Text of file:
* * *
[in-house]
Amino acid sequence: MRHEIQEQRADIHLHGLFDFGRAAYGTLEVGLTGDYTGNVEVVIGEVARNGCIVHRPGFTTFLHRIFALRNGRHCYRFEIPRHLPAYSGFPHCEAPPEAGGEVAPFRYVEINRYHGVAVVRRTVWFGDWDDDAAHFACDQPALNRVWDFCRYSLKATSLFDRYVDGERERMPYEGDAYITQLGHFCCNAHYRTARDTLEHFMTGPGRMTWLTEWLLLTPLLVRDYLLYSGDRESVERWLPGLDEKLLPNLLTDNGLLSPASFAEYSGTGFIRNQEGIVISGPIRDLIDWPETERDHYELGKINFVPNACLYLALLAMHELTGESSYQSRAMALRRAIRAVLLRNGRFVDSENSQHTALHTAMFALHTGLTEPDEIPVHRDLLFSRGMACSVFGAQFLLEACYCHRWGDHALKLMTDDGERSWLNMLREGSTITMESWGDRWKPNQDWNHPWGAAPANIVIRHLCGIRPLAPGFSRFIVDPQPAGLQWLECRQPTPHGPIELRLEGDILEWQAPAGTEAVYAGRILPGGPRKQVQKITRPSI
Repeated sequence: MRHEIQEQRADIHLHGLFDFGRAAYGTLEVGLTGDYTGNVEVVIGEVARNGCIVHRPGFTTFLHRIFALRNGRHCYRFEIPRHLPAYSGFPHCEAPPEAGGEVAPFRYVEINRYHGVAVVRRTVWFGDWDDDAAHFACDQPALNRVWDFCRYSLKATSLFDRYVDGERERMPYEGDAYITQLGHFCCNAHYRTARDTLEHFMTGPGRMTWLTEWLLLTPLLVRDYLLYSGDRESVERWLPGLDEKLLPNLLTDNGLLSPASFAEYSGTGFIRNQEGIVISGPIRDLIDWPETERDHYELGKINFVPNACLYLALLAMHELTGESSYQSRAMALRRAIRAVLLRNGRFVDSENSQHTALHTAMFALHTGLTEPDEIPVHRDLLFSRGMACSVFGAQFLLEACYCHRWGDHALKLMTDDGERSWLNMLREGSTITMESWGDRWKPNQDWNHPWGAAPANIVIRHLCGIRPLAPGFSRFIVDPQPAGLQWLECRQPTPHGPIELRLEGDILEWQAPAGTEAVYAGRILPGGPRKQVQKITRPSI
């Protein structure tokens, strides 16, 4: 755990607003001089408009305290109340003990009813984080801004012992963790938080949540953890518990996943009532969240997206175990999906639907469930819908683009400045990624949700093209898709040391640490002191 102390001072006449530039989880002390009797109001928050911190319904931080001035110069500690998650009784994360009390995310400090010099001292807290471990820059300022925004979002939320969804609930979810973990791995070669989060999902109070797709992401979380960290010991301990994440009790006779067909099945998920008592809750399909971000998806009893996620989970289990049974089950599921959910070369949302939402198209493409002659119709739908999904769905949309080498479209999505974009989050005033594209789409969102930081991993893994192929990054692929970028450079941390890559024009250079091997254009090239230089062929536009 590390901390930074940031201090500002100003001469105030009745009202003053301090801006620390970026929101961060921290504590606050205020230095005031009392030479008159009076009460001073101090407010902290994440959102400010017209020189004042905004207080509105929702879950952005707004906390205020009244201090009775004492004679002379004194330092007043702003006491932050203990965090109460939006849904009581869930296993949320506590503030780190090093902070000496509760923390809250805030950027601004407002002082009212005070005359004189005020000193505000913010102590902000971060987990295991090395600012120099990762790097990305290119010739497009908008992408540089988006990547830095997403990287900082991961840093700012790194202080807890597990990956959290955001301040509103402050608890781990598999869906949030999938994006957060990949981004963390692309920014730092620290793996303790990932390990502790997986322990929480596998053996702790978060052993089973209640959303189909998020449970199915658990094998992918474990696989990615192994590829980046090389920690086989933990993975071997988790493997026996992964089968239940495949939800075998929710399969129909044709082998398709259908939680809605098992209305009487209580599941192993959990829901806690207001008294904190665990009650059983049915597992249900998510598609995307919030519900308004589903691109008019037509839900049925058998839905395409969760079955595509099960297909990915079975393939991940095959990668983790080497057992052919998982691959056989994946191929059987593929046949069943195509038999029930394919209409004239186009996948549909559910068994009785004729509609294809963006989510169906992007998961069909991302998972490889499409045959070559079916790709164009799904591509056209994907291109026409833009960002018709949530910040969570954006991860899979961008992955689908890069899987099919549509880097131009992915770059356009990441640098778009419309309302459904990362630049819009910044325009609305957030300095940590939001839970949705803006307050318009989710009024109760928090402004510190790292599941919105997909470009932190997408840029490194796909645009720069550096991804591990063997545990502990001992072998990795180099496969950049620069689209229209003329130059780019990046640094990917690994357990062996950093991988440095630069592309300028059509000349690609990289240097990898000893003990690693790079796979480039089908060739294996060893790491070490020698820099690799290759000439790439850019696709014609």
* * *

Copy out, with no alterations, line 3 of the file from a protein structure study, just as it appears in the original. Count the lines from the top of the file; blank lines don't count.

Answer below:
Repeated sequence: MRHEIQEQRADIHLHGLFDFGRAAYGTLEVGLTGDYTGNVEVVIGEVARNGCIVHRPGFTTFLHRIFALRNGRHCYRFEIPRHLPAYSGFPHCEAPPEAGGEVAPFRYVEINRYHGVAVVRRTVWFGDWDDDAAHFACDQPALNRVWDFCRYSLKATSLFDRYVDGERERMPYEGDAYITQLGHFCCNAHYRTARDTLEHFMTGPGRMTWLTEWLLLTPLLVRDYLLYSGDRESVERWLPGLDEKLLPNLLTDNGLLSPASFAEYSGTGFIRNQEGIVISGPIRDLIDWPETERDHYELGKINFVPNACLYLALLAMHELTGESSYQSRAMALRRAIRAVLLRNGRFVDSENSQHTALHTAMFALHTGLTEPDEIPVHRDLLFSRGMACSVFGAQFLLEACYCHRWGDHALKLMTDDGERSWLNMLREGSTITMESWGDRWKPNQDWNHPWGAAPANIVIRHLCGIRPLAPGFSRFIVDPQPAGLQWLECRQPTPHGPIELRLEGDILEWQAPAGTEAVYAGRILPGGPRKQVQKITRPSI